“And that’s a problem?” I asked incredulously.
“Big problem. Can’t get anywhere with a happy childhood these days. Just my bad luck. You have to prove at least severe verbal abuse to get minimum points. Broken homes are the best. And your parents can’t be educated.”
“Your parents can’t be educated?”
“No, that doesn’t meet the educational and social backwardness criteria. And in my community we don’t have female infanticide so that doesn’t work either.”
“Um, what does female infanticide have to do with college admissions?”
Well, it is a sign of social backwardness. Really looks good on the resume. O why, o why couldn’t they also do it in my community. Also, you could get really lucky and be arrested for it as well.”
“Yes, you can get extra points for parents being in jail. There is this whole rehabilitation package. But you have to get really lucky to be arrested, most people who commit crimes never do.”
“And what about the youngest child thing?” I asked.
“I have no idea why, but they deduct points if you are older. There was a study that said that older siblings have a slightly higher chance of success than younger ones. So they had to fix that. At least I am not the eldest or I wouldn’t get anywhere at all. My older brother, who is unfortunately absolutely brilliant, breaks stones on the road next to the university.” A crease crossed her forehead. “And I was a pretty good student in school as well. It’s a problem many teachers’ children have.”
“Well, if you are really good you might still get in, can’t you,” I offered hopefully.
She looked as me as if I had landed from the moon. “Boy, you really are ignorant. Don’t you know ‘Merit is a myth’?” She said the last part like a slogan she had learnt to repeat blankly in school.
“If you do well in school, perhaps you were born intelligent, or maybe you had supportive parents, or you were self-driven, or you weren’t discriminated against or there were some other social or environmental factors that helped you succeed. What about all those kids who were born less intelligent than you or who did not have encouraging parents or a helpful social environment? That’s just a quirk of birth or upbringing. If they hadn’t had those things we would be all exactly equal. Is it their fault? Don’t they deserve to be treated better than others to compensate for the raw deal they got?”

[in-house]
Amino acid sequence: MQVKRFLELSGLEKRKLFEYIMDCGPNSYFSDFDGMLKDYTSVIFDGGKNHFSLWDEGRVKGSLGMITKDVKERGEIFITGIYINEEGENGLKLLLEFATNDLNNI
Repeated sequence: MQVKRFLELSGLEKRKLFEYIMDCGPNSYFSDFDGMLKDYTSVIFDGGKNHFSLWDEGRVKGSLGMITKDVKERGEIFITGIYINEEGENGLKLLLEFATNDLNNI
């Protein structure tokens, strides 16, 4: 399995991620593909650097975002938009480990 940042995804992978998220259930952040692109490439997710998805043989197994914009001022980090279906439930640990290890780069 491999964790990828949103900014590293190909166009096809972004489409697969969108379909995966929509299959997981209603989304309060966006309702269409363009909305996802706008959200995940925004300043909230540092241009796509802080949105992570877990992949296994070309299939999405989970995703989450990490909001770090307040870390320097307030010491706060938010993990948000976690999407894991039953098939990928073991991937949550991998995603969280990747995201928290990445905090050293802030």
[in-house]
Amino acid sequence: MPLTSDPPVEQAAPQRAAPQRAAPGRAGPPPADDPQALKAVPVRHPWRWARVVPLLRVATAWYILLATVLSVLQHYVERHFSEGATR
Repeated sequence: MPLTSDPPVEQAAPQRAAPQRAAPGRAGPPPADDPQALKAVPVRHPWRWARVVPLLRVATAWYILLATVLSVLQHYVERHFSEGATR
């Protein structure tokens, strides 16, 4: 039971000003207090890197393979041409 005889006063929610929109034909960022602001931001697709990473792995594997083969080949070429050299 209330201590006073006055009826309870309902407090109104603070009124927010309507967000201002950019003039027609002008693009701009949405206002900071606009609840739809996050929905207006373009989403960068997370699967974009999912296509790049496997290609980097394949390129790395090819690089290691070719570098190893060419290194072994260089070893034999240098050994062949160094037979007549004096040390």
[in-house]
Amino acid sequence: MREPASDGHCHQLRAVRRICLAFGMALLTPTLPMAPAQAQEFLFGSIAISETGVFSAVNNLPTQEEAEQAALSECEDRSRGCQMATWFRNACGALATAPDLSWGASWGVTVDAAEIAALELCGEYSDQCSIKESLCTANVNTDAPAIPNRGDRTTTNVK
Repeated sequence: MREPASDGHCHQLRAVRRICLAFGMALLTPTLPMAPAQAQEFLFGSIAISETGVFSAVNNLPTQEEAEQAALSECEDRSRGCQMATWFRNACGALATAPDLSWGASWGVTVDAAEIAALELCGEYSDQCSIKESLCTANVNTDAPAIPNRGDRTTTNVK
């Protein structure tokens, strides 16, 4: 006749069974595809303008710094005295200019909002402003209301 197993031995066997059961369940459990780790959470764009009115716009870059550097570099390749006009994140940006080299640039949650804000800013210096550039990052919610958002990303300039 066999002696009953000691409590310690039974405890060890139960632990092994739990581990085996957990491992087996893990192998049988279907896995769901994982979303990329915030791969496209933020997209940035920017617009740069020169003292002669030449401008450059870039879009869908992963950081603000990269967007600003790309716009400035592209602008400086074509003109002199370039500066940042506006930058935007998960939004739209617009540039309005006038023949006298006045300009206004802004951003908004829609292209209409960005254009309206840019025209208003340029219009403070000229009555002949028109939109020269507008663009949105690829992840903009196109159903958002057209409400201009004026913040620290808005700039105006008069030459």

“So then how do they determine who to admit?” I asked.
“Isn’t it obvious” she said. “Only the students with the lowest possible marks are admitted, of course, assuming they have otherwise good victim status – community, family and individual. Those that have the least possible marks have clearly been the most victimized, other things being equal. Everyday in class we were made to repeat the quotation from Ladnam, the father our nation—“‘Merit’ is largely a product of favorable environmental privileges and higher marks in the examinations do mean not that the examinee has higher intrinsic worth. Intelligence is merely a genetic and environmental result.” Thus the least intelligent have gotten the worst genetic and environmental deal. They alone, then, are truly deserving of college admission.”
“But how do they ever get employed?”
“It is the same thing for jobs. Only the least qualified for each job really deserve to be hired to do it since they have the greatest disability for it. They were subject to the worst environmental conditions for the job and are thus the most deserving.”
I finally understood why all the guards at the border were the way they were.
(to be continued)
1. “Merit’ is largely a product of favorable environmental privileges and higher marks in the examinations do mean not that the examinee has higher intrinsic worth. Intelligence is merely a genetic and environmental result.” From Report of the Backward Classes Commision, Government of India, 1980.
© Sankrant Sanu., all rights reserved.